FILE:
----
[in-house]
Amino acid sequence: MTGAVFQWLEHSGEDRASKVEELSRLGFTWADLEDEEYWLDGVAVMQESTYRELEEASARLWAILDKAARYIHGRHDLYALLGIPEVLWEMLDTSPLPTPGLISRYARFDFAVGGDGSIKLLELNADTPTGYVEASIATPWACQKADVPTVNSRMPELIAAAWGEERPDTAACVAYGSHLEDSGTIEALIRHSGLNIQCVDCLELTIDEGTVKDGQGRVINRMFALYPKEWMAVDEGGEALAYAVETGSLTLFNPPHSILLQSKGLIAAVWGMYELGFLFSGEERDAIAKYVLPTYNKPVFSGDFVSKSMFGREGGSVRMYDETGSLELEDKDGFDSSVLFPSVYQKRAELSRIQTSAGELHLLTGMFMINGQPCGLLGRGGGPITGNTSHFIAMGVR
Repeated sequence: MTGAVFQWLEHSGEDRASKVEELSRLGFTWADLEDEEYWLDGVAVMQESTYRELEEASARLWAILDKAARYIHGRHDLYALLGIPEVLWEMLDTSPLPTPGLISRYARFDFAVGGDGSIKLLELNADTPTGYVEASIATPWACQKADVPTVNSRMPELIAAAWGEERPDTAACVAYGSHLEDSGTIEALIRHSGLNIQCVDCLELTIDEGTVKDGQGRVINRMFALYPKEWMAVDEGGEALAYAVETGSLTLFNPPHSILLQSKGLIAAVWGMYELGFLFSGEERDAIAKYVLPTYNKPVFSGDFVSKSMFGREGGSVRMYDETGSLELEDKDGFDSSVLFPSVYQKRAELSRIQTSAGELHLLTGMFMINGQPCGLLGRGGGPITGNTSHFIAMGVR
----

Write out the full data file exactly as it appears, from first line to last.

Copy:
[in-house]
Amino acid sequence: MTGAVFQWLEHSGEDRASKVEELSRLGFTWADLEDEEYWLDGVAVMQESTYRELEEASARLWAILDKAARYIHGRHDLYALLGIPEVLWEMLDTSPLPTPGLISRYARFDFAVGGDGSIKLLELNADTPTGYVEASIATPWACQKADVPTVNSRMPELIAAAWGEERPDTAACVAYGSHLEDSGTIEALIRHSGLNIQCVDCLELTIDEGTVKDGQGRVINRMFALYPKEWMAVDEGGEALAYAVETGSLTLFNPPHSILLQSKGLIAAVWGMYELGFLFSGEERDAIAKYVLPTYNKPVFSGDFVSKSMFGREGGSVRMYDETGSLELEDKDGFDSSVLFPSVYQKRAELSRIQTSAGELHLLTGMFMINGQPCGLLGRGGGPITGNTSHFIAMGVR
Repeated sequence: MTGAVFQWLEHSGEDRASKVEELSRLGFTWADLEDEEYWLDGVAVMQESTYRELEEASARLWAILDKAARYIHGRHDLYALLGIPEVLWEMLDTSPLPTPGLISRYARFDFAVGGDGSIKLLELNADTPTGYVEASIATPWACQKADVPTVNSRMPELIAAAWGEERPDTAACVAYGSHLEDSGTIEALIRHSGLNIQCVDCLELTIDEGTVKDGQGRVINRMFALYPKEWMAVDEGGEALAYAVETGSLTLFNPPHSILLQSKGLIAAVWGMYELGFLFSGEERDAIAKYVLPTYNKPVFSGDFVSKSMFGREGGSVRMYDETGSLELEDKDGFDSSVLFPSVYQKRAELSRIQTSAGELHLLTGMFMINGQPCGLLGRGGGPITGNTSHFIAMGVR